What are the symptoms of cleft lip and cleft palate?

The diagnosis of cleft lip and palate can occur as early as a routine ultrasound scan at around the eighteen to twenty week mark of pregnancy. However, though the condition may have been identified early on there is not much you can do about it, except go about finding out as much information as you can about the condition. For the most part the condition is only identified once the baby is born, when the gap on the upper lip and gum is more easily identifiable. This is when the symptoms will become apparent and it can be of great help to know what to look out for. This section provides you with a detailed examination of the various symptoms that you should be on the look out for.

Affect on feeding

Although there may be some affect on the ability of a baby with cleft lip and palate to feed they are still usually able to do so. However, there are instances in which the child may have difficulty suckling on the nipple to get enough milk, be taking in too much air while feeding or may even have milk coming up through their nose. If this is the case then you can try feeding your baby in different positions and angles, or you can gently press your baby against your nipple to help them latch on properly. You should look out for such symptoms as it may be the case that your baby is not getting enough milk during feeding.

If your child is unable to latch on properly, or you just don’t want to breast feed then there are other options available. There are a range of special teats and bottles available to help with feeding, and you can choose to use formula or breast milk. There is also the possibility of using dental plates to help with the feeding process. If your baby is having difficulty feeding then there may be an affect upon their growth due to them not getting enough nutrients. If this is the case then you should contact a specialist cleft nurse to seek advice on feeding.

Affect on speech

Whether the gap on the upper lip and gum is small or large there may be an apparent speech difficulty. However, this may not be dramatic or even noticeable. When a child has surgery to correct the birth defect there is the likelihood that they will find it difficult to pronounce certain sounds as clearly as others. There may also be a distinct nasal sound to the child’s voice due to the amount of air that travels through the nose. However, this can be corrected through further surgery. A child can also learn to overcome any speech defects caused by a cleft lip defect through speech therapy.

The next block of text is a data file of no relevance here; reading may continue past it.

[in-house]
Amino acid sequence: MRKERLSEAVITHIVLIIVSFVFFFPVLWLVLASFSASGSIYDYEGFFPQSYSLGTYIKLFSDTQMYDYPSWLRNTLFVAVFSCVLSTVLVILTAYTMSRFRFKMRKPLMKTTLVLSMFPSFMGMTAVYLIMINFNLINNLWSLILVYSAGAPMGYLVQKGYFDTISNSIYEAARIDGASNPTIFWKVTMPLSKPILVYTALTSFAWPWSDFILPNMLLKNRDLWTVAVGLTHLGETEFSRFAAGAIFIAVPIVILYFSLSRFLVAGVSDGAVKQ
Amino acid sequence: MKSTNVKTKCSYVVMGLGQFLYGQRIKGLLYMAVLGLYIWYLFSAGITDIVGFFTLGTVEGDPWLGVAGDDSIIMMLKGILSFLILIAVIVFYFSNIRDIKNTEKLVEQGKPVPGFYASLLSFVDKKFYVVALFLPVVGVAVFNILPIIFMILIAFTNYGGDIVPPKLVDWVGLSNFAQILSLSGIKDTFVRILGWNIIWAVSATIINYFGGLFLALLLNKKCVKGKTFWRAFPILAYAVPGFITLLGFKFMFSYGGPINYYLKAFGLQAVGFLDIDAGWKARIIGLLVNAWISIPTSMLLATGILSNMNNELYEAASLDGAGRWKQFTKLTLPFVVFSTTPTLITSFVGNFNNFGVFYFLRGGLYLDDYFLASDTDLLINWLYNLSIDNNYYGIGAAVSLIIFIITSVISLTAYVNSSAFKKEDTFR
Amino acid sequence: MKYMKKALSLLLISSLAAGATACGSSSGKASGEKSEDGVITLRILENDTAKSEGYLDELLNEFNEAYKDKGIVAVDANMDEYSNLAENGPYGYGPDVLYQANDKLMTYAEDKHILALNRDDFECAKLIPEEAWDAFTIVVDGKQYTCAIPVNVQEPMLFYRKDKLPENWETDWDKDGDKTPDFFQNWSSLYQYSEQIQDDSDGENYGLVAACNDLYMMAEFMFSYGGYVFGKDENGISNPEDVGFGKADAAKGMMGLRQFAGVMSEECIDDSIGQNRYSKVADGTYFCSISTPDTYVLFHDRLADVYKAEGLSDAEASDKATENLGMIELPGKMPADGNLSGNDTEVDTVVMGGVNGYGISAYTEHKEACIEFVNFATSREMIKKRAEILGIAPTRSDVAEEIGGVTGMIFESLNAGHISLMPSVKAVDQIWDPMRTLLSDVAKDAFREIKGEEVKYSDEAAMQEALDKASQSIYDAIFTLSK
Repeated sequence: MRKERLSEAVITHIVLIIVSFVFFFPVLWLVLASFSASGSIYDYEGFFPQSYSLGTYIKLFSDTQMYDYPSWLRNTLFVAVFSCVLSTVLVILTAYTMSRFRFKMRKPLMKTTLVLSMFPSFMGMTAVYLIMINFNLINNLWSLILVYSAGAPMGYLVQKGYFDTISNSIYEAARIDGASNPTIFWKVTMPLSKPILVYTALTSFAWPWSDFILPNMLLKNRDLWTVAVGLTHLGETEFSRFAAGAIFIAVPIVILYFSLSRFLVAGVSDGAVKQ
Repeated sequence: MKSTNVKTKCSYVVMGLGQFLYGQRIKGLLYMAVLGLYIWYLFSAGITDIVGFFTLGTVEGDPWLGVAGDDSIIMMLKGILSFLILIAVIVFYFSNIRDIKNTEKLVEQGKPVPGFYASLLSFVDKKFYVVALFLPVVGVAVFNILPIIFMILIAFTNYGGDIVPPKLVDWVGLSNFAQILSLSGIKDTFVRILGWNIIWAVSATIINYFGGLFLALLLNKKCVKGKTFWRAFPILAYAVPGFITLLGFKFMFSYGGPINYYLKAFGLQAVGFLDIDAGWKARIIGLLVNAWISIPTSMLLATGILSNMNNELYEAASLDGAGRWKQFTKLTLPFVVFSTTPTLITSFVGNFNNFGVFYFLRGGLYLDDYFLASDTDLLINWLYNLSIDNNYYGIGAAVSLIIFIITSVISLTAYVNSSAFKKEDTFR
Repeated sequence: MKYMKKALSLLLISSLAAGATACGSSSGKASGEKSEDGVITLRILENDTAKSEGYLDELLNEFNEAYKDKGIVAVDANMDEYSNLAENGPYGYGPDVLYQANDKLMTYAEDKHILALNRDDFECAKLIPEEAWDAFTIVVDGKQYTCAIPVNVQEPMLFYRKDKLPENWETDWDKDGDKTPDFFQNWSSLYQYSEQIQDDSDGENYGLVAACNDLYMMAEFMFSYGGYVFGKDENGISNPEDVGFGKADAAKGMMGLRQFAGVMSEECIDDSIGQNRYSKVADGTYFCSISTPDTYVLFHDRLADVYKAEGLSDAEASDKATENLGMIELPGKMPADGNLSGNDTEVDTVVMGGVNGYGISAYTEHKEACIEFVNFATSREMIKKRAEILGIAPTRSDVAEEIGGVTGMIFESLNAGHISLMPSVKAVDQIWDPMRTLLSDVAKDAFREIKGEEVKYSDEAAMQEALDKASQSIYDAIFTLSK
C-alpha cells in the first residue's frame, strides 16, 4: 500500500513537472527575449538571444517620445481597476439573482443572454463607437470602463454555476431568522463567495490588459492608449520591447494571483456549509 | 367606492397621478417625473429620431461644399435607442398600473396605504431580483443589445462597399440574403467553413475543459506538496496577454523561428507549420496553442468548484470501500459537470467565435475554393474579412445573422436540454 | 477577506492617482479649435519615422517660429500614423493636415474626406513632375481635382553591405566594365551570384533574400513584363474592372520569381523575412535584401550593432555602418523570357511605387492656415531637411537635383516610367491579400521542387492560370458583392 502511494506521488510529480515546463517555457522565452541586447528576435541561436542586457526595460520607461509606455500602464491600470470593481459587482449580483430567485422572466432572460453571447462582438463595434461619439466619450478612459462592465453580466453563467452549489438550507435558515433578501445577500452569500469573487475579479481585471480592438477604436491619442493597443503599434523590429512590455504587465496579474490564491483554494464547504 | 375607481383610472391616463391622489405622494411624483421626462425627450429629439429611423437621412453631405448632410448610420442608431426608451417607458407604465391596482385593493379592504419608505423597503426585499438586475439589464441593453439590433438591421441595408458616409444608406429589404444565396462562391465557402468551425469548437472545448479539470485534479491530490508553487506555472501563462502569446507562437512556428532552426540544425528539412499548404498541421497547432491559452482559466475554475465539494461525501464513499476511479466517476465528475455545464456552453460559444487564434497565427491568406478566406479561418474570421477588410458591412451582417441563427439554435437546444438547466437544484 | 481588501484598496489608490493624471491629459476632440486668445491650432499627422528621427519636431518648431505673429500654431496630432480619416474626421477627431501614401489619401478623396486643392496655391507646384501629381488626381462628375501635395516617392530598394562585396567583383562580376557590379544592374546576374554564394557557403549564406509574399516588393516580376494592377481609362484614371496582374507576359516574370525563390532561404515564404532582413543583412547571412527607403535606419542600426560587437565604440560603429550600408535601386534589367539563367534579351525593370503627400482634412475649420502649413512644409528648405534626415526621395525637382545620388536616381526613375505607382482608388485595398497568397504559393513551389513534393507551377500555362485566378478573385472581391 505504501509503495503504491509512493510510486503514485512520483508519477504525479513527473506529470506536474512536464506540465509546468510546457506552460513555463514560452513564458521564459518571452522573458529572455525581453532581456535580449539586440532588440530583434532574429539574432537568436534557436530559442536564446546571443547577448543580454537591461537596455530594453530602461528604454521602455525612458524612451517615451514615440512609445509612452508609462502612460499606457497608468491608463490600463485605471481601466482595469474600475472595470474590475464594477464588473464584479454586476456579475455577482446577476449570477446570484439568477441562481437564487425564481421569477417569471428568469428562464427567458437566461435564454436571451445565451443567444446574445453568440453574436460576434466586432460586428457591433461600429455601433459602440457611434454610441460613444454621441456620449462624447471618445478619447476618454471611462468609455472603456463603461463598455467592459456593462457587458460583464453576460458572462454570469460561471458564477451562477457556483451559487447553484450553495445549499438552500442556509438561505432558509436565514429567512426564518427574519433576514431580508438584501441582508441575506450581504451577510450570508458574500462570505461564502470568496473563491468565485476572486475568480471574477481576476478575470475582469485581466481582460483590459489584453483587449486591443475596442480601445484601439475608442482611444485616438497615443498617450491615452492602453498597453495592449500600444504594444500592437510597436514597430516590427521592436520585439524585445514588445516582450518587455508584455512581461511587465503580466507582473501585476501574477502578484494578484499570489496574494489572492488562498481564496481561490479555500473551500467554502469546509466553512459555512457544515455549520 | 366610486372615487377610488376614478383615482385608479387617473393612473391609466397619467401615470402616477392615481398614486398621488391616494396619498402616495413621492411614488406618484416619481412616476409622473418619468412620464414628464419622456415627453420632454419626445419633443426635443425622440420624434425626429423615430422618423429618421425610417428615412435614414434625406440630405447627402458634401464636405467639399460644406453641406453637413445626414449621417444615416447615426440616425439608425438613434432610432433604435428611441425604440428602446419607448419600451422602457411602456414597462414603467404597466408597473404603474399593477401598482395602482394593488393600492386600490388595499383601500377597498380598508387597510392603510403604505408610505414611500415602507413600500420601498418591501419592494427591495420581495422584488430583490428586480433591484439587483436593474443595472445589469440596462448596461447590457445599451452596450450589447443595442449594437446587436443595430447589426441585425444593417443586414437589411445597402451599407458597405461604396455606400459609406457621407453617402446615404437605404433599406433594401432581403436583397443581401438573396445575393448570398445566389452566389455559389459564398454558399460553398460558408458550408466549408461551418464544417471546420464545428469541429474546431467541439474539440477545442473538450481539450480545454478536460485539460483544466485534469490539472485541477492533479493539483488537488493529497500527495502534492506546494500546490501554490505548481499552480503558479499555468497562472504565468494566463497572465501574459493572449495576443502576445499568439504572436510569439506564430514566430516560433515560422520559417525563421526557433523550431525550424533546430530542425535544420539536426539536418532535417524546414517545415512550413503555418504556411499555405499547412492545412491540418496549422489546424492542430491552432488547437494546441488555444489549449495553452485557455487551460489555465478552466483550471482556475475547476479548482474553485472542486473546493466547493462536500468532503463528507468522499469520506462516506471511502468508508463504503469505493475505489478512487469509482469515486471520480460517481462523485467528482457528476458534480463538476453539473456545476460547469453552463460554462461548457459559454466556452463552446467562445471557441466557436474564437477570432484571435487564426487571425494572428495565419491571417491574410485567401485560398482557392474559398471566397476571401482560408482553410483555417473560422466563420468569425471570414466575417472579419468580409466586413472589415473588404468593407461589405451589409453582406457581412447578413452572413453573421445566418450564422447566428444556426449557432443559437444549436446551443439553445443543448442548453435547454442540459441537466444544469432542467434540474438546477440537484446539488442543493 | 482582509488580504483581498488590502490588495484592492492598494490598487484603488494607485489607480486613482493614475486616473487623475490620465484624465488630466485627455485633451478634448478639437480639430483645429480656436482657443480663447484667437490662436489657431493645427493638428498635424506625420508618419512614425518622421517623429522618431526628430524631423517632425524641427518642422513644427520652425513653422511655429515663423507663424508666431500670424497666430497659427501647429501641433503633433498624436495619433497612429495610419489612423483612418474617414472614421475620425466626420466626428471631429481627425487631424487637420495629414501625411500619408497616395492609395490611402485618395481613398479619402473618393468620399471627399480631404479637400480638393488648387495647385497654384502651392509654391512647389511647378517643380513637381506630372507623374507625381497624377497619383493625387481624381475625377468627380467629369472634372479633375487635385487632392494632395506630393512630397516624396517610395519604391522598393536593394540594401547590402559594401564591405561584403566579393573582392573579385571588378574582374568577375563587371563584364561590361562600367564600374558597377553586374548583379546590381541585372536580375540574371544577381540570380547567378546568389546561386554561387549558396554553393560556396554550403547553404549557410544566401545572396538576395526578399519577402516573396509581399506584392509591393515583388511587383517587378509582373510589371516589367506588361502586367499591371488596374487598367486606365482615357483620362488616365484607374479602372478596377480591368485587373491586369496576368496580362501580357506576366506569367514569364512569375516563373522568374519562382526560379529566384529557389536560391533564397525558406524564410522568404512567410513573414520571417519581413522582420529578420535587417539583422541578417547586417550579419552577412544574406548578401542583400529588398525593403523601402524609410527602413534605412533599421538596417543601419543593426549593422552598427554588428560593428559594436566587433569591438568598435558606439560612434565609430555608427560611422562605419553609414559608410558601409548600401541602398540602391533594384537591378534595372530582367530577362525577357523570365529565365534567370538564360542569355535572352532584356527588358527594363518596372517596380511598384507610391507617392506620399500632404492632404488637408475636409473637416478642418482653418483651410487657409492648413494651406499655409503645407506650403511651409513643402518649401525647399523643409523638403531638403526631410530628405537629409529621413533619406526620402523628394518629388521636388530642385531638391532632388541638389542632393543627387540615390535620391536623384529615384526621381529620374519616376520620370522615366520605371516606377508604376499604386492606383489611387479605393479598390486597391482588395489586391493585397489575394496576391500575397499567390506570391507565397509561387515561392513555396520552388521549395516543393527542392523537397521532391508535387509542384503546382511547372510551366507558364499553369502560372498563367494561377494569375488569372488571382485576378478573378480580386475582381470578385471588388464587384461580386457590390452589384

Affect on the teeth and jaw

Due to the condition being based in an area so close to the teeth and jaw, it is sometimes the case that they will also be affected. In some cases there may be first teeth missing close to where the cleft lip is situated or the teeth may come through but be crooked. In other instances there are too many teeth and this can also lead to crookedness due to overcrowding. A dentist and orthodontist can be of great assistance if this is the case.

Dental specialists are able to offer braces when second teeth are coming through to help force the teeth into a straighter position. This may require the removal of teeth if there is overcrowding or implants if there are absent teeth. The jaw can also be affected by a cleft lip as it may cause the growth of the upper jaw to fall behind the lower jaw. If this is the case then the assistance of a medical expert in orthognathic surgery can help put the condition right.

Affect on hearing

If your baby is diagnosed as having cleft lip and palate then they will be more likely to have hearing problems. This can then lead to difficulty communicating if left untreated. The condition that will most likely affect a child who has cleft lip and palate is ‘glue ear’. This is a condition where a gluey substance builds up behind the eardrum, a part of the ear that acts as a divide between the outer and middle ear.

Such a build up of fluid occurs due to the eustachian tube being misshapen, which would usually work to get rid of excess fluid. ‘Glue ear’ can be treated through simple antibiotics or may require a plastic tube to be inserted into the eardrum to help with the draining of excessive fluid. This is a simple surgical procedure. You should ensure that your child receives a hearing test within six months after birth, whether there are any apparent symptoms of hearing loss or not.

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